Health Benefits of Swiss Chard: flavorful and light

Although Swiss chard is one of the oldest green leafy vegetables known, praised by the Greeks more than 2500 years ago, some view it as an ordinary vegetable of little value. However, with its showy thick white stalks and brilliant green leaves, the Swiss chard remains, waiting for humans to recognize its dietary benefits.

Health Benefits of Swiss Chard: flavorful and light 1

Swiss Chard Scientific Facts

  1. Scientific name – Beta vulgaris L. cv. Vulgaris
  2. Scientific synonyms – Chard, seakale-beet, leaf beet, sea kale chard.
  3. French – Bette.
  4. Spanish – Acelga.
  5. German – Mangold.
  6. Description – Brilliant green leaves and white stalks of ‘Beta Vulgaris L. ssp. ‘Vulgaris’ cv. ‘Vulgaris,’ an herbaceous plant of the botanical family Chenopodiaceae.
  7. Environment – Central and Southern Europe and North America are the primary producing area.

Health Benefits of Swiss Chard

Swiss chard is noteworthy because of its provitamin A and iron content. These are its most essential indications:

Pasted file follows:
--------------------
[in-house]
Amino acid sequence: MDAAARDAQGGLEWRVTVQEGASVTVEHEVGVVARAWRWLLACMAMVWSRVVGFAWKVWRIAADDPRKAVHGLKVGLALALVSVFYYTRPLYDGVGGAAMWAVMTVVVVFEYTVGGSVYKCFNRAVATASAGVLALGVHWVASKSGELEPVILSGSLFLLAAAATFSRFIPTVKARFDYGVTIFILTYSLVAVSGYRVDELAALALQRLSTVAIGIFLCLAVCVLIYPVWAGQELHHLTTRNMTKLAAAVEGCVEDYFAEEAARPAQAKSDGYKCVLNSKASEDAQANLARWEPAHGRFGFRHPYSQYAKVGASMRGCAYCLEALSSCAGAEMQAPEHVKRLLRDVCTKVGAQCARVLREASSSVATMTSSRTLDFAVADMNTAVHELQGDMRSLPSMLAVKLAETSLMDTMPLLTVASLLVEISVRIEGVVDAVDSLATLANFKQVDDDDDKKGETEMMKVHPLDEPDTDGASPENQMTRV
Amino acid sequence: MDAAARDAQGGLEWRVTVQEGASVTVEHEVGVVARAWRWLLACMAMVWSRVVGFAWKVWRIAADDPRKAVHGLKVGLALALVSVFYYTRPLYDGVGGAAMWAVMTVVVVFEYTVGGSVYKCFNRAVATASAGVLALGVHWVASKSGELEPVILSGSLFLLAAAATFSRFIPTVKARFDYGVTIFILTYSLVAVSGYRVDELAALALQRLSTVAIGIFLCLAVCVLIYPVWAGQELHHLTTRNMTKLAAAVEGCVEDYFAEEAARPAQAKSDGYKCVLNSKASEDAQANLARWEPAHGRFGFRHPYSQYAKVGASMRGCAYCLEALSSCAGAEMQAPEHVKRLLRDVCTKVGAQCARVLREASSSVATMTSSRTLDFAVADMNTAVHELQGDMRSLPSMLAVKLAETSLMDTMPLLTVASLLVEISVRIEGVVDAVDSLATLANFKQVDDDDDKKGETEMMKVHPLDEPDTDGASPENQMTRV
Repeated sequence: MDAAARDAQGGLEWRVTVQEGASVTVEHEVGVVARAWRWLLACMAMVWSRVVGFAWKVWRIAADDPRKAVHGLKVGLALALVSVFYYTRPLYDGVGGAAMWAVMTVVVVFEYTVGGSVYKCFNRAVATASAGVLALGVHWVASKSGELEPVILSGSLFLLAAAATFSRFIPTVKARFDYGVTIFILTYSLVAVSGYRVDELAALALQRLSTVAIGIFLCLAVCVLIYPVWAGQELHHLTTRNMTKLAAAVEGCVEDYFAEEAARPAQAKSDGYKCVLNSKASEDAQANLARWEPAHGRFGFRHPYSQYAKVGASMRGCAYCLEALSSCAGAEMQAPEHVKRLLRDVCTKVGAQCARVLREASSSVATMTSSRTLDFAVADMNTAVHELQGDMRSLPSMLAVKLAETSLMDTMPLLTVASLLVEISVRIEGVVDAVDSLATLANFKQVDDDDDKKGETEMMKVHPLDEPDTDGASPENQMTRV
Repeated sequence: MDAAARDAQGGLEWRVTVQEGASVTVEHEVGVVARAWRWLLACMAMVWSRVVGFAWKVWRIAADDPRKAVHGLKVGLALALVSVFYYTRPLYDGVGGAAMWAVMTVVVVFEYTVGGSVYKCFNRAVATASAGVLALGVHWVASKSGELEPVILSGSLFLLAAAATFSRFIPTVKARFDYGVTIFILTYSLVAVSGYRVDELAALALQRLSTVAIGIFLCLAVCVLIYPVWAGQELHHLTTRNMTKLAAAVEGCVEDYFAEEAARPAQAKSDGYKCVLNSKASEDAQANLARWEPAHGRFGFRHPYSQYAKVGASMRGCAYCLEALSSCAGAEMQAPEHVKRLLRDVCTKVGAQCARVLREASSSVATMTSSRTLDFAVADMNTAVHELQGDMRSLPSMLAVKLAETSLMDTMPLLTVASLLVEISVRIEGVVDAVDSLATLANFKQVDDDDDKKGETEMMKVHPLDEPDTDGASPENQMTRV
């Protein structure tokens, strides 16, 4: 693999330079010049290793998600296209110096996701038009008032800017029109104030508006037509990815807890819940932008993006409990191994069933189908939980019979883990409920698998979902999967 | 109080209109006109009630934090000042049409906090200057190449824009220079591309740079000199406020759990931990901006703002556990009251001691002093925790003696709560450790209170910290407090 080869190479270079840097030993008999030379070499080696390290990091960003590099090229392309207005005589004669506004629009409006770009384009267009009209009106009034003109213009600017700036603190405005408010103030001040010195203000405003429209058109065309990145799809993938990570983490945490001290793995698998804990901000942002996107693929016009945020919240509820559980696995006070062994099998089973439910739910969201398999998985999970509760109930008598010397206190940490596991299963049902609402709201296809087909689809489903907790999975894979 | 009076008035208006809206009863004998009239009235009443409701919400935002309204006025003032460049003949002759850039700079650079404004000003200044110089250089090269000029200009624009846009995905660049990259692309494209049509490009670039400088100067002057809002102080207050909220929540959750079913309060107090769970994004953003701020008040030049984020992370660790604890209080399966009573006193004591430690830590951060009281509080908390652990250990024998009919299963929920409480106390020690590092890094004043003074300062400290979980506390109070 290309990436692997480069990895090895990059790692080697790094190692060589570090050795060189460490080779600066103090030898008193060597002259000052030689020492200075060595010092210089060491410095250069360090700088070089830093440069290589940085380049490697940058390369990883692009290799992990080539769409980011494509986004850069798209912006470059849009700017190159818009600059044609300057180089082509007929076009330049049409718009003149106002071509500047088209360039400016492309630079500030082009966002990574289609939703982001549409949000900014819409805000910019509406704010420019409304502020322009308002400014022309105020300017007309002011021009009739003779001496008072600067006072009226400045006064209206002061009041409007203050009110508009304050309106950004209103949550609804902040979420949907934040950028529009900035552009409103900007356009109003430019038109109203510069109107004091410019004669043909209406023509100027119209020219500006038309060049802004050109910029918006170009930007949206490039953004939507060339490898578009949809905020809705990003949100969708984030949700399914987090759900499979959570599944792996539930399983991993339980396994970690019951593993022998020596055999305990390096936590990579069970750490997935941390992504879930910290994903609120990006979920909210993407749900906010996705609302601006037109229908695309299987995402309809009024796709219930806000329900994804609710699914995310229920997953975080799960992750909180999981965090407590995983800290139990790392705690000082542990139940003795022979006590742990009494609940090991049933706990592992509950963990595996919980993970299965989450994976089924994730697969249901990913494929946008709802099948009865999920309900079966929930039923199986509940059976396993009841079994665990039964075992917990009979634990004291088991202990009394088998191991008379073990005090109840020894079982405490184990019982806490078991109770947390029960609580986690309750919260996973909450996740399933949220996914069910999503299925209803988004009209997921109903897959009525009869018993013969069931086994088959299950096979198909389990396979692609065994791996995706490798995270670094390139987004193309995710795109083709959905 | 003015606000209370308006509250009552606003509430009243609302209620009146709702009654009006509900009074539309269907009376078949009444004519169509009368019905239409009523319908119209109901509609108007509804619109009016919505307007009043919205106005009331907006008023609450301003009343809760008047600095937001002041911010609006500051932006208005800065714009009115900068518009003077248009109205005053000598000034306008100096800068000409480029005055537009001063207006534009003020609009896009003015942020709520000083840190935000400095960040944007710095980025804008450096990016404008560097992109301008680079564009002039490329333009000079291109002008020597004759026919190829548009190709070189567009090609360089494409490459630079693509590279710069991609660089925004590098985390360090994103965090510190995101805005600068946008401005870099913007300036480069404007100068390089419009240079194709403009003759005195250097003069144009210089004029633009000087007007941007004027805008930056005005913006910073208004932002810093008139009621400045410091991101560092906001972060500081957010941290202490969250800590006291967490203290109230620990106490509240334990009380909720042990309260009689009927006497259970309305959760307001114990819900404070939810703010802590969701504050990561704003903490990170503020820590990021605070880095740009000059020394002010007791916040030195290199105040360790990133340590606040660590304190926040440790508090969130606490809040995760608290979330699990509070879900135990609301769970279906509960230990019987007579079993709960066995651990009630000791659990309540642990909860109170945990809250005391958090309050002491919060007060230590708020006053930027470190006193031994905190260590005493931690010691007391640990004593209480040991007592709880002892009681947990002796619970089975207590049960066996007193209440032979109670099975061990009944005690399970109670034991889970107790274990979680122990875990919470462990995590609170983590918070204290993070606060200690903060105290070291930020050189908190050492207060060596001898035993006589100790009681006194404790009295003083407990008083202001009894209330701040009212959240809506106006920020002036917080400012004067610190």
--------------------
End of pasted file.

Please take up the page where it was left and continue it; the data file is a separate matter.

OBESITY – Swiss chard can satisfy the appetite with very few calories. Irrespective of how it is cooked, chard represents an ideal dish for those wishing to lose weight, especially for supper.

BLOOD DEPURANT (purifier) and alkalizer because of its richness in mineral salts.

DIGESTIVE and LAXATIVE – Recommended in gastritis, hemorrhoids, and constipation cases.

ANEMIA, because of its high iron content.

Swiss chard contains considerable oxalic acid, although not as much as spinach. Because of this, it should be used in moderation in case of kidney stones.

plate of boiled swiss chard

How to use and Prepare Swiss Chard

  1. LEAVES – Boiled in water or steamed, cooked in oil, or served with oil and lemon, they constitute a healthful and light dish.
  2. FRESH LEAVES – These may be eaten raw in a salad.
  3. STALKS – According to some, this is the tastiest part of the plant and may be substituted for cardoon. They are prepared boiled, battered, roasted, or as part of a vegetable soup.

REFERENCES

George D. Pamplona-Roger, M.D. “Encyclopedia of Foods and Their Healing Power.” George D. Pamplona-Roger, M.D. Encyclopedia of Foods and Their Healing Power. Trans. Annette Melgosa. Vol. 2. Chai Wan: Editorial Safeliz, 2005. 297. Print.

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